Thankfully, Ol’ Man Winter returned, and by the weekend of January 18th and 19th Lake Monona had firmed up quite nicely.

Temperatures in the mid-teens, brisk 15-18 mph winds, and ten to twelve inches of hard ice would make for a great day of sailing.

The only thing to keep an eye out for (besides the expansion cracks and the open water west of the race course) were the predicted snow squalls that would pass through the area during the afternoon.

The morning series of races had run off in short order after which grateful skippers made their way to either Bob Kau’s or Dick Lichtfeld’s lakeside homes for food, drink, heat, and smart talk about ice boating.

The first indication that anything unusual was going on was when the Renegades lined up for their first afternoon race. A squall was moving through with gusting winds and swirling snow. Madison’s beautiful Lake Monona skyline disappeared in a snowy haze.

The Renegade sailors called a quick vote at the starting line on whether to race or postpone a few minutes. In an eleven to one vote we decided to wait.

Minutes later the snow squall passed over, and the Renegades, Skeeters, Nites, and DNs all completed their third race of the day.

When the Renegades lined up for their fourth and final race they did so under darkening skies and building winds. But the snow held off and Chief Judge (for this race anyway) Bob Kau dropped the starting flag for the event.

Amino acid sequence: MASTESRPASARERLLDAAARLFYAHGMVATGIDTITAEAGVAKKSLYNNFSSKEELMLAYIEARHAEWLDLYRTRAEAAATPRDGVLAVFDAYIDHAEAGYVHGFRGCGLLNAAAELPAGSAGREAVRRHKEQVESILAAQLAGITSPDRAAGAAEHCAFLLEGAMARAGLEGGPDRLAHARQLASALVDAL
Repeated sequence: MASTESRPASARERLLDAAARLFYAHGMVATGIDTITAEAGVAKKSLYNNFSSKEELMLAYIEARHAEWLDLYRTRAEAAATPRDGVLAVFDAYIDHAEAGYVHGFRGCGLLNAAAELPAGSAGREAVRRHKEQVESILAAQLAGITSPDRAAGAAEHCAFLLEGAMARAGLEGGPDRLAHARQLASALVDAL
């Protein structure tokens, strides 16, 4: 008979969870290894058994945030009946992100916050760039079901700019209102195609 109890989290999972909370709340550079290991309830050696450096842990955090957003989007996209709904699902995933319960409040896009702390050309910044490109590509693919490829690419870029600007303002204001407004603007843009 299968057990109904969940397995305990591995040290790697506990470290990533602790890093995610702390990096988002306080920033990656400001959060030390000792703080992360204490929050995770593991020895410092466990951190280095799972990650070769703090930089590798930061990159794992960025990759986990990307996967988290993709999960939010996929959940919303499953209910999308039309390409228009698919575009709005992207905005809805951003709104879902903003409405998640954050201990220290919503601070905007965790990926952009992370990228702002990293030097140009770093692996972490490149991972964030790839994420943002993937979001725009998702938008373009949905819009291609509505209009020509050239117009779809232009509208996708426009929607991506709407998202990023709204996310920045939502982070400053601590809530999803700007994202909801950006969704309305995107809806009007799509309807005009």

Six boats tore away from the starting blocks on port, another six blasted away on starboard.

Then the snow came.

Approaching the windward lay-lines skippers found difficulty seeing much of anything, let alone the yachts sailing around them. The boats on the other tack were far of, (for now) invisible in the blinding snow.

Where did the mark go? No one could see it yet everyone was heading for the same spot.

As six boats approached what they hoped was the windward mark one large Menard’s plastic tarp could have been draped over all of them.

S uddenly Gary Sternberg’s boat, So What, which had been quite jumpy all day, leapt from the ice. Its windward runner shot up almost perpendicular to the surface. If Sternberg dumped it here he was going to collect three or four other boats with him. Somehow he brought it down shiny-side up.

Boats were wildly hiking, others were skidding on runners dulled by a hard day of racing. And all were looking for a way to round the mark and remain in one piece.

When it looked like things couldn’t get any tighter, in rushed four more Renegades on port in front of the starboard dog pack.